78% of Museum Freelancers in the UK Lost Income Due to COVID: Survey
With people going into freelancing as a result of the pandemic, it may seem like all is well for freelancers. But a new study shows that not everyone benefits from this new reality. While white collar freelance hiring is higher year over year, one type of white collar freelancer is losing: museum freelancers.
A new survey released by Museum Freelance found that 78% of freelancers in museums and other heritage sites lost income between March and October 2020. While Museum Freelance focuses on the UK, American museums have been hit incredibly hard by the pandemic as well, according to the LA Times.
An income drop and no support insight
In the survey, respondents named two key reasons why their income was dropping. Both are due to the pandemic. Over half (53%) faced cancelled projects or contracts that were ready to go between March and October 2020. Further, 63% had projects postponed due to the pandemic.
Unfortunately for many, the UK government’s support systems aren’t enough. The government launched the Self-Employment Income Support Scheme (SEISS), ostensibly to help freelancers like those who work in museums. However, more than half (52%) don’t qualify for support.
“Our findings reveal the high proportion of freelancers in our sector who have fallen through the government support cracks and not been eligible for the SEISS,” said Museum Freelance co-director Marge Ainsley.
This lack of support has led many to feel they have been abandoned by the sector, with one respondent saying,“It’s been a difficult time and feels depressing that I am completely unsupported by the sector and clients I have worked with for years.”
As a result of deferred income and limited support, 67% have had to rely on borrowing, savings, or grants to get by. Ainsley responded to these stats with a clear call for government support.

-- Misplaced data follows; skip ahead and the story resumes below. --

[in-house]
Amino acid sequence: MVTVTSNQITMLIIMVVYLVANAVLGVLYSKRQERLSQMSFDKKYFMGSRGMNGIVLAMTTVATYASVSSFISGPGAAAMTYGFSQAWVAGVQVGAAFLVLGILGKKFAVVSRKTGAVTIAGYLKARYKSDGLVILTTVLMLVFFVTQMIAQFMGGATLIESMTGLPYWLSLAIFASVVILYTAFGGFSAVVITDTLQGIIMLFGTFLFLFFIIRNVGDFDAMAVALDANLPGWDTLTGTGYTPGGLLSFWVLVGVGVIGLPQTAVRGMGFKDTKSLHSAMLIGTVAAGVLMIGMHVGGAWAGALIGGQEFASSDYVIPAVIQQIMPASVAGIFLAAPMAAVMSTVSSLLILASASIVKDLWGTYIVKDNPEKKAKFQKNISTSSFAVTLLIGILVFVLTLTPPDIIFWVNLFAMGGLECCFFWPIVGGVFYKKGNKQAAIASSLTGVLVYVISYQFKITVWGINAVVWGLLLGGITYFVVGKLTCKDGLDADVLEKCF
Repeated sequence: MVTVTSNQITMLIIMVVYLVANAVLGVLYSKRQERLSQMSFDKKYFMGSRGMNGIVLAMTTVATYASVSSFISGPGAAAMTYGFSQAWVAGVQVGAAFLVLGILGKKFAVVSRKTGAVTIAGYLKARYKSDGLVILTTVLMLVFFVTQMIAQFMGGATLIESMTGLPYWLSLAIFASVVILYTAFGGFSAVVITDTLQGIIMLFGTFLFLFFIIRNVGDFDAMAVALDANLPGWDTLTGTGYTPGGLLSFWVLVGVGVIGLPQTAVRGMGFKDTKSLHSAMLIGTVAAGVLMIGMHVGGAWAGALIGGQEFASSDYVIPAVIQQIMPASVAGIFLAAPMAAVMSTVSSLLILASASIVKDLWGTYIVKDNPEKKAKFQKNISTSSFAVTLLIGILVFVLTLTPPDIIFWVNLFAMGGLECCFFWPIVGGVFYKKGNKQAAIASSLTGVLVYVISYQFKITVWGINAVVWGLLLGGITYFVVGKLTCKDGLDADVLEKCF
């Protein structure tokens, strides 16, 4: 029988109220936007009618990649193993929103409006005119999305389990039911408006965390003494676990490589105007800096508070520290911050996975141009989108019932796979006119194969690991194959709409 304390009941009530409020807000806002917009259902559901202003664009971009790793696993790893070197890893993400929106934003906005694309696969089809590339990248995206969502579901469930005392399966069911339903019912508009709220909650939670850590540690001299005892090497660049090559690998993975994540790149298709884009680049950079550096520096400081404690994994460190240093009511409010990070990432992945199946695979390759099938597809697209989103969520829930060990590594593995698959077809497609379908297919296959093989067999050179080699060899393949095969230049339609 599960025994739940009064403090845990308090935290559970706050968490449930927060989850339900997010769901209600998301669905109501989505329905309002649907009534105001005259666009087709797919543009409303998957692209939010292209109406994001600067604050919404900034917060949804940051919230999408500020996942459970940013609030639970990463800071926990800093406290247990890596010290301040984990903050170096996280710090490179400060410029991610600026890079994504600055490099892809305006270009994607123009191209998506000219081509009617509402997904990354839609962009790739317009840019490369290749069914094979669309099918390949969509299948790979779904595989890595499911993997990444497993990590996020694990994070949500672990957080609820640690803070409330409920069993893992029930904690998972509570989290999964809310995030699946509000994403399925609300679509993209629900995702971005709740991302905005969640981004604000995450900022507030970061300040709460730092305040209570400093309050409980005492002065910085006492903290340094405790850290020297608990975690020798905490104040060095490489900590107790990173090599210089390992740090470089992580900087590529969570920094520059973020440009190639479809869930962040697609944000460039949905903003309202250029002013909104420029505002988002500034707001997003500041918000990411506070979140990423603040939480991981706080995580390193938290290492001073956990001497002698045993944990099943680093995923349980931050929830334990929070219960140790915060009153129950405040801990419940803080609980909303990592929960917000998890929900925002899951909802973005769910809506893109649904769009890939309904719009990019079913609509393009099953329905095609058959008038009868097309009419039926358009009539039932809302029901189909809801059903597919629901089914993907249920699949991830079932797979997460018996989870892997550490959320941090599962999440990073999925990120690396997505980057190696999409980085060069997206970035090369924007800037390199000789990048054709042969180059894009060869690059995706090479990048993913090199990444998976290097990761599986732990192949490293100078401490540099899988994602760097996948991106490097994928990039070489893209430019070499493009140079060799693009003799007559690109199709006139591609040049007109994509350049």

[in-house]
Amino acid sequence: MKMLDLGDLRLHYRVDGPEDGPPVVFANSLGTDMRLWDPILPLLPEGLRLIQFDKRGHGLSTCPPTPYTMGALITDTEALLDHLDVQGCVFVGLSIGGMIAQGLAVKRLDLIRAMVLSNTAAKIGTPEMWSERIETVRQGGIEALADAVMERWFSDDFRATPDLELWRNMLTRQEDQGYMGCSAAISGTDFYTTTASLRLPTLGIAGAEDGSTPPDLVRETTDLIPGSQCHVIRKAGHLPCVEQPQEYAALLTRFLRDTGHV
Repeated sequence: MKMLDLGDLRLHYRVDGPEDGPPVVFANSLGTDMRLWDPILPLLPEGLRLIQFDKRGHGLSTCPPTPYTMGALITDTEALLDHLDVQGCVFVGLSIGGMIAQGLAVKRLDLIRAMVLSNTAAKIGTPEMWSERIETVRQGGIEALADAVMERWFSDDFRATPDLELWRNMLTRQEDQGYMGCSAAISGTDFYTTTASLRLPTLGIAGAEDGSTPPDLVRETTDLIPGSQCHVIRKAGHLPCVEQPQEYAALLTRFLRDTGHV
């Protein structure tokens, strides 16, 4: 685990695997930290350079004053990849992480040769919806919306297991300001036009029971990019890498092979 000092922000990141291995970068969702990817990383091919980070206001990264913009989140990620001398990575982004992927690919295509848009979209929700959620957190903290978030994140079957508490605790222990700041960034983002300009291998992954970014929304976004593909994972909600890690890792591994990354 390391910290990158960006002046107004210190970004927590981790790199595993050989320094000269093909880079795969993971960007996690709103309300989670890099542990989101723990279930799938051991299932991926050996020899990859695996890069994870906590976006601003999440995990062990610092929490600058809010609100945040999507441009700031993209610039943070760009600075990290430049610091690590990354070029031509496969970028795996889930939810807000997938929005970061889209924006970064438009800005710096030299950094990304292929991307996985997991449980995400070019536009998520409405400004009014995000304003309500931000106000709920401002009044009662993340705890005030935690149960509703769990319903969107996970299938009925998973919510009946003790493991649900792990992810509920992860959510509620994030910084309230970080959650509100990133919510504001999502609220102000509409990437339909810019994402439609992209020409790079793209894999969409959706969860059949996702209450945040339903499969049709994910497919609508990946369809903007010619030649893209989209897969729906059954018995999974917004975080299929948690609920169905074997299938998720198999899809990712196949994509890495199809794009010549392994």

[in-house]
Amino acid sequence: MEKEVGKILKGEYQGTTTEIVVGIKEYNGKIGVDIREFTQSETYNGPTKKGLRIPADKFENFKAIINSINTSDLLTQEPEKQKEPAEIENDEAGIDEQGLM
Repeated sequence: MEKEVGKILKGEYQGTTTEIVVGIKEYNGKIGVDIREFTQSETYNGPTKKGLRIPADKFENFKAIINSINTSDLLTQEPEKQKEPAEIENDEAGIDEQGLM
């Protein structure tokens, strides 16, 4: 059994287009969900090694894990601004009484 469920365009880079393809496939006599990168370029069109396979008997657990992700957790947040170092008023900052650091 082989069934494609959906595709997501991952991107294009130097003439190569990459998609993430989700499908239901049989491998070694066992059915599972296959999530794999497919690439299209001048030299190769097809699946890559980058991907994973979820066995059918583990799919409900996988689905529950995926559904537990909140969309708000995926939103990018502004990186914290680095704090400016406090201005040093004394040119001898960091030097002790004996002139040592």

“We urgently call on the government to rethink support measures to provide much-needed financial support for them,” said Ainsley.
The impact on cultural heritage and museum freelancers
If things continue as they are, there’s a risk to heritage preservation work. Museum Freelance alone has a community of over 1,100, according to its website. Due to limited COVID supports, 37% are looking for freelance work outside the museum sector within the next six months. If great talent leaves, it calls into question who will do the necessary preservation work.
“For the sector, there is a risk that some of their experience and expertise is lost, as freelancers are forced to look for income and opportunities elsewhere,” said Ainsley.
Ainsley says that the calls for government support are not a way to make freelancing any easier. Instead, it’s to recognize the scale of the pandemic and its impact on freelance workers in heritage roles.
“While freelancing has always been precarious, the scale, severity and sustained nature of the issues faced are extraordinary. The ongoing uncertainty and longevity of this crisis means that the repercussions are likely to endure for months – if not years – to come,” said Ainsley.